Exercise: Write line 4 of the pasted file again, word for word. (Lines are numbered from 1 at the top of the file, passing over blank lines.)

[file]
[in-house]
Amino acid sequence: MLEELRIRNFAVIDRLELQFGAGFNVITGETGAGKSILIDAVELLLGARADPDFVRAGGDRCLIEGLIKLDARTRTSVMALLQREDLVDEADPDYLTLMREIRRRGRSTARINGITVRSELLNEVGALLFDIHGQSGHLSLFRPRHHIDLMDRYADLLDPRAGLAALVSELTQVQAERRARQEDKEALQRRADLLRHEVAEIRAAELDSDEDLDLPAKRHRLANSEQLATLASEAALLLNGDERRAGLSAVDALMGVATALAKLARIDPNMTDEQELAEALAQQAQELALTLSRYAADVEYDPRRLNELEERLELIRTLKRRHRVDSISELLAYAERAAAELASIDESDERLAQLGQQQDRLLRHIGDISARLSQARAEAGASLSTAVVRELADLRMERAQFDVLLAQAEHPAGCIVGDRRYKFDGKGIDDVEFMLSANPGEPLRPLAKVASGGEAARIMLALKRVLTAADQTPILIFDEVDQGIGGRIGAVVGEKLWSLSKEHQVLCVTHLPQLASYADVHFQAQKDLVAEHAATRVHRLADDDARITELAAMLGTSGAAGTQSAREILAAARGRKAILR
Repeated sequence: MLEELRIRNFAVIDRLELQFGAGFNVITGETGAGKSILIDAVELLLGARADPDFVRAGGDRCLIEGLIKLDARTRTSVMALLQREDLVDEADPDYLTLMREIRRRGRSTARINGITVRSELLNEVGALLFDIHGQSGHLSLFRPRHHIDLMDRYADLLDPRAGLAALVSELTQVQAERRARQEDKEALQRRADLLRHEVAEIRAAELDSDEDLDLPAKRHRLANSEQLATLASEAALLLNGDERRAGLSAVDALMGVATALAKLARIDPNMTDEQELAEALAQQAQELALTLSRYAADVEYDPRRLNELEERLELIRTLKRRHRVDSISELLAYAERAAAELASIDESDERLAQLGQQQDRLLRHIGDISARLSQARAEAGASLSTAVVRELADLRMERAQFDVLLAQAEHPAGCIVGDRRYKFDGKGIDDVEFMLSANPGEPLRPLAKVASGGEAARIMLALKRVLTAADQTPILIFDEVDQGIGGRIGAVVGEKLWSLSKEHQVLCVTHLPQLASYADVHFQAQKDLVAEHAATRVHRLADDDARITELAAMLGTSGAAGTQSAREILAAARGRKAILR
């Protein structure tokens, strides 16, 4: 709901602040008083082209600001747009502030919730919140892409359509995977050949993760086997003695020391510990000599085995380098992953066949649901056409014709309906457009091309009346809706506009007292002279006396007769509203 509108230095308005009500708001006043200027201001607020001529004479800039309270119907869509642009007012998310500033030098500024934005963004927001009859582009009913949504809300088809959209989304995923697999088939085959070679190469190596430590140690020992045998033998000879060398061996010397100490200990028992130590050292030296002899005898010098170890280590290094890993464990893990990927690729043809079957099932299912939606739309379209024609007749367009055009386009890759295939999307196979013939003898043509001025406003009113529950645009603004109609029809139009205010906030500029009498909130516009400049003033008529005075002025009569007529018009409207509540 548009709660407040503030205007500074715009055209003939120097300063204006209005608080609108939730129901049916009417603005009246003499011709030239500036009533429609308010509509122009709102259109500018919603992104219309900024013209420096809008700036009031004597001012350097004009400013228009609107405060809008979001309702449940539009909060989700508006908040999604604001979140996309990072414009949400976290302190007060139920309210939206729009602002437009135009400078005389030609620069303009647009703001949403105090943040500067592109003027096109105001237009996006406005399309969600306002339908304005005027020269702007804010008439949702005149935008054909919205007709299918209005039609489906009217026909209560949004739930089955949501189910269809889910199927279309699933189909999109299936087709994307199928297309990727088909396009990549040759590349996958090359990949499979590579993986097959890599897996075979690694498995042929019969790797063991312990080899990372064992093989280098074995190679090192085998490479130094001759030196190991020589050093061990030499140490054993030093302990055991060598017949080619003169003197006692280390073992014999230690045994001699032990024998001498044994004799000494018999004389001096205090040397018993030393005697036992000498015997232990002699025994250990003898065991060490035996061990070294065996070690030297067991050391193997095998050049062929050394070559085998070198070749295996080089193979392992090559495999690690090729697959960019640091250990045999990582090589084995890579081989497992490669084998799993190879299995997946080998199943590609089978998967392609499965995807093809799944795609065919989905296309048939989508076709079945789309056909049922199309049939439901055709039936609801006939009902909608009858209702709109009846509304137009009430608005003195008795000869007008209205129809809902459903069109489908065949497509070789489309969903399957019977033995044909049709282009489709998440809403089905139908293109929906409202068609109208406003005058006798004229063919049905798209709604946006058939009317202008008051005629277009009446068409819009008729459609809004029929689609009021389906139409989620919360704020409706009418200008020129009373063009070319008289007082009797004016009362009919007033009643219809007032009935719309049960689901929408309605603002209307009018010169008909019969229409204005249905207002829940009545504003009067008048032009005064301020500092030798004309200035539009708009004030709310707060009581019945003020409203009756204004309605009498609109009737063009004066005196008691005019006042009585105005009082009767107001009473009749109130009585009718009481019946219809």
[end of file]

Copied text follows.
């Protein structure tokens, strides 16, 4: 709901602040008083082209600001747009502030919730919140892409359509995977050949993760086997003695020391510990000599085995380098992953066949649901056409014709309906457009091309009346809706506009007292002279006396007769509203 509108230095308005009500708001006043200027201001607020001529004479800039309270119907869509642009007012998310500033030098500024934005963004927001009859582009009913949504809300088809959209989304995923697999088939085959070679190469190596430590140690020992045998033998000879060398061996010397100490200990028992130590050292030296002899005898010098170890280590290094890993464990893990990927690729043809079957099932299912939606739309379209024609007749367009055009386009890759295939999307196979013939003898043509001025406003009113529950645009603004109609029809139009205010906030500029009498909130516009400049003033008529005075002025009569007529018009409207509540 548009709660407040503030205007500074715009055209003939120097300063204006209005608080609108939730129901049916009417603005009246003499011709030239500036009533429609308010509509122009709102259109500018919603992104219309900024013209420096809008700036009031004597001012350097004009400013228009609107405060809008979001309702449940539009909060989700508006908040999604604001979140996309990072414009949400976290302190007060139920309210939206729009602002437009135009400078005389030609620069303009647009703001949403105090943040500067592109003027096109105001237009996006406005399309969600306002339908304005005027020269702007804010008439949702005149935008054909919205007709299918209005039609489906009217026909209560949004739930089955949501189910269809889910199927279309699933189909999109299936087709994307199928297309990727088909396009990549040759590349996958090359990949499979590579993986097959890599897996075979690694498995042929019969790797063991312990080899990372064992093989280098074995190679090192085998490479130094001759030196190991020589050093061990030499140490054993030093302990055991060598017949080619003169003197006692280390073992014999230690045994001699032990024998001498044994004799000494018999004389001096205090040397018993030393005697036992000498015997232990002699025994250990003898065991060490035996061990070294065996070690030297067991050391193997095998050049062929050394070559085998070198070749295996080089193979392992090559495999690690090729697959960019640091250990045999990582090589084995890579081989497992490669084998799993190879299995997946080998199943590609089978998967392609499965995807093809799944795609065919989905296309048939989508076709079945789309056909049922199309049939439901055709039936609801006939009902909608009858209702709109009846509304137009009430608005003195008795000869007008209205129809809902459903069109489908065949497509070789489309969903399957019977033995044909049709282009489709998440809403089905139908293109929906409202068609109208406003005058006798004229063919049905798209709604946006058939009317202008008051005629277009009446068409819009008729459609809004029929689609009021389906139409989620919360704020409706009418200008020129009373063009070319008289007082009797004016009362009919007033009643219809007032009935719309049960689901929408309605603002209307009018010169008909019969229409204005249905207002829940009545504003009067008048032009005064301020500092030798004309200035539009708009004030709310707060009581019945003020409203009756204004309605009498609109009737063009004066005196008691005019006042009585105005009082009767107001009473009749109130009585009718009481019946219809």